An index to this series is found on its first post.
October 28, 2017
Yesterday didn’t end with my piling into bed. Instead, I ate dumplings at a tourist restaurant, reclaimed my bags at the hotel, and trundled over to the train station. My life nearly came to a premature end as a reckless car attempted to race me to the other side of the pedestrian crosswalk. Nonetheless, I reached the train station with about twenty minutes remaining before my departure to Moscow!
From city to city
When I slept on trains during my 1994 vacation, I was generally stretching out across a bench seat (unless the train was full), though that wasn’t always possible. For the overnight run to Moscow, however, I paid a bit extra (20 percent?) to get a reserved bunk. The train car was split into what I’ll call “cells” with a continuous corridor stretching through them all, off-center. To the left side of the corridor were two levels of two bunks, running perpendicular to the direction of motion, with a table between the two lower bunks. On the right side of the corridor, where the lower bunk had a middle section raised as a table and the upper bunk was directly above. I was in the upper bunk, but oddly only one set of sheets had been issued to me and the fellow below me. I tossed it down to him since I was bundling in my hoodie.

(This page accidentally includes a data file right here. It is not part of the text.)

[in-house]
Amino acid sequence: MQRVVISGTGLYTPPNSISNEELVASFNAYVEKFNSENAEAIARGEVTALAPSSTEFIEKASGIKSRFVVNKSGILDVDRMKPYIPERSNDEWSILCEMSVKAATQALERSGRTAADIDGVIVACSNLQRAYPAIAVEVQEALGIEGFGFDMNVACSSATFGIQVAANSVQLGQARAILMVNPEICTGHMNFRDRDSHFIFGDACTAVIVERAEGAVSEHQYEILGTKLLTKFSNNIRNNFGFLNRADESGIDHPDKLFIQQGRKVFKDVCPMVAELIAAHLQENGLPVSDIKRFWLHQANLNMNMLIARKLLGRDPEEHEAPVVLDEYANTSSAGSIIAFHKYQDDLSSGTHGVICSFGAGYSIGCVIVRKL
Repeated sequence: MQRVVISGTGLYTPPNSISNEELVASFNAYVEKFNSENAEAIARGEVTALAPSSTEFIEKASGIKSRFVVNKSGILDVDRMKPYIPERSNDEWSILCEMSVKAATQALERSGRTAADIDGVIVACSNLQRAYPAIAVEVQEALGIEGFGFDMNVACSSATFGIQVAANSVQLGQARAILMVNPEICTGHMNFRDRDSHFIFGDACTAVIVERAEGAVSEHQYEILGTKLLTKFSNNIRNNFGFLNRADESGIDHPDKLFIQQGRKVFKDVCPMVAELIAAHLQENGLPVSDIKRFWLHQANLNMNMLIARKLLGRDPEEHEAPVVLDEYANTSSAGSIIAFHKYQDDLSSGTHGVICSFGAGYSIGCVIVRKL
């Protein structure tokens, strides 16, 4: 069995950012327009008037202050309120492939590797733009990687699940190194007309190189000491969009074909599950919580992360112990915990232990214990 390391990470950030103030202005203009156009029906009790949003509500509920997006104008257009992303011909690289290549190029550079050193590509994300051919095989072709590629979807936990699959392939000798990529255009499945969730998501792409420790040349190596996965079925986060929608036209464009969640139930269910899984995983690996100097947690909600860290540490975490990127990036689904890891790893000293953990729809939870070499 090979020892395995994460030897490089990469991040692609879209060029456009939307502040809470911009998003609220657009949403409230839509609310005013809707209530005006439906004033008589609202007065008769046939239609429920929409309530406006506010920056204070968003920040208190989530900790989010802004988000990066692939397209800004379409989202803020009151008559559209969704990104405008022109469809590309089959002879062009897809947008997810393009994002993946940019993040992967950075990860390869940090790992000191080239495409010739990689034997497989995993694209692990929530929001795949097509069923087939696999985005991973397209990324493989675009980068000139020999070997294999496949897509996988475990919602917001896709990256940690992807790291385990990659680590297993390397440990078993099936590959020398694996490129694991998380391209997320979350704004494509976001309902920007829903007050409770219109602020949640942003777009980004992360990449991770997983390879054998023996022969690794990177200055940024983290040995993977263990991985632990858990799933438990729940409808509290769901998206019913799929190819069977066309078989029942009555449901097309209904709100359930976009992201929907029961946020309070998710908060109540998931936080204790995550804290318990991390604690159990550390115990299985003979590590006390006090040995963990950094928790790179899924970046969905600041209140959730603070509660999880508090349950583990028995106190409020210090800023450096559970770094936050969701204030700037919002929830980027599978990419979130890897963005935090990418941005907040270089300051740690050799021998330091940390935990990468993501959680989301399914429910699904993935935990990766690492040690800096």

I was asleep before almost any time passed, though I awoke slightly from little changes in the night, as in stops at minor stations. The lights in the train came back up at 4:45 AM, and we reached Moscow around 5:15 (though my memory of this morning is unclear). My best barometer that we were close came from seeing everyone don their shoes. Why had I taken such a potentially uncomfortable night of sleep to reach Moscow? It was because, at present, there is only one train running from Novgorod to Moscow each day!